• http://feministing.com/members/azure156/ Jenny Gonzalez-Blitz

      I think the resources inallsincerity posted are a good start. As for your transgender friends, all people are different. Some people like to talk and share their experiences, raise awareness. Others may feel comfortable speaking with a trusted friend, and others still may feel that their experiences are personal things they’re not comfortable discussing.
      If you have transgendered friends, just be their friend. Hang out, talk, party, go to the movies, the things friends do. As with anybody else, you learn most about people by being part of their lives.

      I also had trouble accessing the larger poster, though it looks interesting.

  • http://cabaretic.blogspot.com nazza

    A great resource. I wish I saw it in more places.

  • http://feministing.com/members/labeatz/ Labeatz

    the magnified poster link doesn’t seem to be working anymore.

  • http://feministing.com/members/iliari/ Leanna Keyes

    As a transwoman, it frustrates me when people ask me my “preferred pronouns.” I see it as equivalent to asking a gay-identified person the sex of their “preferred partner.” It’s not a matter of preference at all, it’s a matter of what is appropriate. So, I would encourage you to ask for someone’s “appropriate pronouns” rather than “preferred pronouns.”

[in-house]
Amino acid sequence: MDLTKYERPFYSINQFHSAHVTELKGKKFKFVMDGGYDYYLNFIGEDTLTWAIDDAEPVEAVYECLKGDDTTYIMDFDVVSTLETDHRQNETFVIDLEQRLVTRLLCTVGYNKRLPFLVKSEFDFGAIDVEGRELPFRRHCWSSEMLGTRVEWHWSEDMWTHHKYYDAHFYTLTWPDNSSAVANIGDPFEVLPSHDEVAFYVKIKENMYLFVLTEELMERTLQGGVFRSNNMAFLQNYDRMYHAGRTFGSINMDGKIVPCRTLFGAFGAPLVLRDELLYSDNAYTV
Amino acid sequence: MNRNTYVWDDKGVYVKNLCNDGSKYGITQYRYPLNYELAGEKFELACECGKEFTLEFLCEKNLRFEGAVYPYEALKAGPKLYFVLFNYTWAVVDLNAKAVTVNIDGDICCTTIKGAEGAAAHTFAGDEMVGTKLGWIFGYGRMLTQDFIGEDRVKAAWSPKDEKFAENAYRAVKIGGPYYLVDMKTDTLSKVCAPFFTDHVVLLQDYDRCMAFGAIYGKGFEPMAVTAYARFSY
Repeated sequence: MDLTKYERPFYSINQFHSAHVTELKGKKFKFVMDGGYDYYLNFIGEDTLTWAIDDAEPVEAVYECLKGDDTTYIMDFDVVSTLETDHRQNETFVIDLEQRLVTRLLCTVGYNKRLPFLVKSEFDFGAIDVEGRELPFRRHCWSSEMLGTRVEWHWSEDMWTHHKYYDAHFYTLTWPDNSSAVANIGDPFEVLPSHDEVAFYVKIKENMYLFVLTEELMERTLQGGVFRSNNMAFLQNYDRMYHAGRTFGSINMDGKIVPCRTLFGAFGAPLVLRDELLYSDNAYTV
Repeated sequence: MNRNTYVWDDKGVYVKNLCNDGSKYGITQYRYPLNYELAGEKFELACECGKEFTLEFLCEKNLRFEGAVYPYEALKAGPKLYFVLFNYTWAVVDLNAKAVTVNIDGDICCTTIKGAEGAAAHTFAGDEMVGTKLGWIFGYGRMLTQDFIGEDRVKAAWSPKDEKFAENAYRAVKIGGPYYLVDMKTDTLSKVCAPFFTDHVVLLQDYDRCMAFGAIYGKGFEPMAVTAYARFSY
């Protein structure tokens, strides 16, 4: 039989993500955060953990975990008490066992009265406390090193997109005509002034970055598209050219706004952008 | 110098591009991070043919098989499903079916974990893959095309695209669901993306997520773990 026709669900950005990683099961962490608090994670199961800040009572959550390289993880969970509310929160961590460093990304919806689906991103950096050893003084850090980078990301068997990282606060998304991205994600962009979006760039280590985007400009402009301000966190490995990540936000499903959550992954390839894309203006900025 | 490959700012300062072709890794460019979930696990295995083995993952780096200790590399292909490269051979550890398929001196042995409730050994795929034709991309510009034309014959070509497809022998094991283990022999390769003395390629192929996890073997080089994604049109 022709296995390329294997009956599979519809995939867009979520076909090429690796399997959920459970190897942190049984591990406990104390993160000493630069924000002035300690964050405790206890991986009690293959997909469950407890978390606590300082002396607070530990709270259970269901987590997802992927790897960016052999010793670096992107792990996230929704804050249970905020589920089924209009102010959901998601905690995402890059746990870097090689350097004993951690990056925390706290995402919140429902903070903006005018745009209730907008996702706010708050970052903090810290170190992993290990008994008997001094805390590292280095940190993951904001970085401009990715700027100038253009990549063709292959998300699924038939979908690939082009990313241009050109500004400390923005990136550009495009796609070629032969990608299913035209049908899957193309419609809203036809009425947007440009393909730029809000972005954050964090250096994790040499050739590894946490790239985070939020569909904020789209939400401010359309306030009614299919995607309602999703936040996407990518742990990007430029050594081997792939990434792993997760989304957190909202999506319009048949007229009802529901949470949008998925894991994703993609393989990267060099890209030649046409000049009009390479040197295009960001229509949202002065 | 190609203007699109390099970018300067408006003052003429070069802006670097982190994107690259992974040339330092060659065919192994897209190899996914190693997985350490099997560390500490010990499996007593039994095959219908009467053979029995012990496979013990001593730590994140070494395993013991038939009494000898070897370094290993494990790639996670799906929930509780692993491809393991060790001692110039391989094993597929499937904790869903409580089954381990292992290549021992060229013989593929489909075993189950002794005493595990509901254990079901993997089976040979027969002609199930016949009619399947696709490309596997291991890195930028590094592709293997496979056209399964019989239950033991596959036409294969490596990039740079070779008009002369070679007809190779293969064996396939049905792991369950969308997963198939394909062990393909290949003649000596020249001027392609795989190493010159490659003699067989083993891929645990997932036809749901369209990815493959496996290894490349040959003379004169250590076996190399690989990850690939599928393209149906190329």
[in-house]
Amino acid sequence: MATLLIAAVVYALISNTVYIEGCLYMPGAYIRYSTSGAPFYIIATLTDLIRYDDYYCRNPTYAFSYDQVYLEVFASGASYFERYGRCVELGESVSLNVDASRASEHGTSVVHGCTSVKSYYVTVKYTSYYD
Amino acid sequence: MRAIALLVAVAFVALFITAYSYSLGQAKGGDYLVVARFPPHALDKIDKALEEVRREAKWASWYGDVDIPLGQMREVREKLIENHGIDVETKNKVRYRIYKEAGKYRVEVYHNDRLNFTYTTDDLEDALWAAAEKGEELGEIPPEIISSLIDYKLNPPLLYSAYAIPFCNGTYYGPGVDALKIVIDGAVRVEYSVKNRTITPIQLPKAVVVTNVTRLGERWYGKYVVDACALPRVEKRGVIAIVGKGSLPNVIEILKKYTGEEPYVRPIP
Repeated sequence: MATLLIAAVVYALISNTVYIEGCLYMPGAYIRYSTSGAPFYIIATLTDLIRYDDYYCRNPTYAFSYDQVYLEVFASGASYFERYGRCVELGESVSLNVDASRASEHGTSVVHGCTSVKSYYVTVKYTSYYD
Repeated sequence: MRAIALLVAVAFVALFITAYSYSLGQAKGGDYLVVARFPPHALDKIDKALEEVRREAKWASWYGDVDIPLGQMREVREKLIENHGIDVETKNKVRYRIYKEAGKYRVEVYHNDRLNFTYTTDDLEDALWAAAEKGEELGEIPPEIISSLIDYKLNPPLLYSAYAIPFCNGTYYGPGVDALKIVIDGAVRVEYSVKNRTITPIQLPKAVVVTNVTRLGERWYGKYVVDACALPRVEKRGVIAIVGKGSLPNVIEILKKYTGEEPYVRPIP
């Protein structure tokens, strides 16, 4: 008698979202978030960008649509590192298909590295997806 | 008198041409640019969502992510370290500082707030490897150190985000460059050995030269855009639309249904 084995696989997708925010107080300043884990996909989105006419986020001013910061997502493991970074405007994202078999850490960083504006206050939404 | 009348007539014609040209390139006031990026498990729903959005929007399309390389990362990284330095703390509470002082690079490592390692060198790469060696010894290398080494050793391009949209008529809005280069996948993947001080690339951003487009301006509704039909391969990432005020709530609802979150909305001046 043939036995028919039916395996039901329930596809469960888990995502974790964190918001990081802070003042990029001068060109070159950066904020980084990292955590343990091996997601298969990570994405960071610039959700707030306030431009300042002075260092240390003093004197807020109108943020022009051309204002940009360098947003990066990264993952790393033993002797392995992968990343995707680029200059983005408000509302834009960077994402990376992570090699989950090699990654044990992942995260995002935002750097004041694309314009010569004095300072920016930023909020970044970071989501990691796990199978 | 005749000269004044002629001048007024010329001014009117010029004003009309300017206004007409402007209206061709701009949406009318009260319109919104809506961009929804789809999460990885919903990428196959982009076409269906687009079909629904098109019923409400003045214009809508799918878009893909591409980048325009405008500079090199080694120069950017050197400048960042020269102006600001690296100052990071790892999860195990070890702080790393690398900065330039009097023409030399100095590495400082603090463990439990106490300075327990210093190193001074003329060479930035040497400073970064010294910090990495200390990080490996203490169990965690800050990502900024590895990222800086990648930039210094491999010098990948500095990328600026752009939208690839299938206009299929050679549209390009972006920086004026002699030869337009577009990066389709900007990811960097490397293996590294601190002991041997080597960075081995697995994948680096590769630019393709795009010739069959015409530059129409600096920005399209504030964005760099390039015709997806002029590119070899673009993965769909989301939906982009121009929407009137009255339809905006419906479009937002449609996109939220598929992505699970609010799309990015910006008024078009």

• unequivocal

      I would personally be really hesitant to frame the question as “appropriate pronoun,” simply because it seems to generalize too much. “Appropriate” carries with it broad connotations (i.e., how should I address everyone in your position), while “preferred” puts the matter squarely in the hands of the person you are speaking to.

      Also, depending on emphasis, I fear that asking for your “appropriate pronoun” might come across as “no, what are you really?”

      This comment is emphatically not intended to dismiss your frustration with being asked about preferred pronouns, which certainly makes sense.

      This conversation also highlights the one element of the (otherwise excellent) poster that I am not fully in agreement with: the point under asking other’s about a trans person’s identity, where the poster says you should ask the trans person directly about their preferred pronouns. As you have highlighted, this can easily come across as offensive (and while your alternative of “appropriate pronouns” would obviously work well for someone speaking to you, I suspect that other trans folk might find that phrasing offensive). Consequently, I am much more inclined to ask a mutual acquaintance what pronoun so-and-so prefers.

      I guess I also worry that asking someone about their pronouns is too similar to calling them out on their (possible) trans status or gender ambiguity. Of course, this could be resolved if it was common practice to ask everyone how they wish to be addressed, but society still seems to be a long way off from that.

  • http://feministing.com/members/toongrrl/ Jessica “Jess” Victoria Carillo

    This is informative for newbies like me that need to get a clue about sexuality that they haven’t recieved from Public School or from conservative democrat parents (sorry Mom and Dad………..). It’s short, the design is catchy, and it’s very informative in explaining why these terms are transphobic.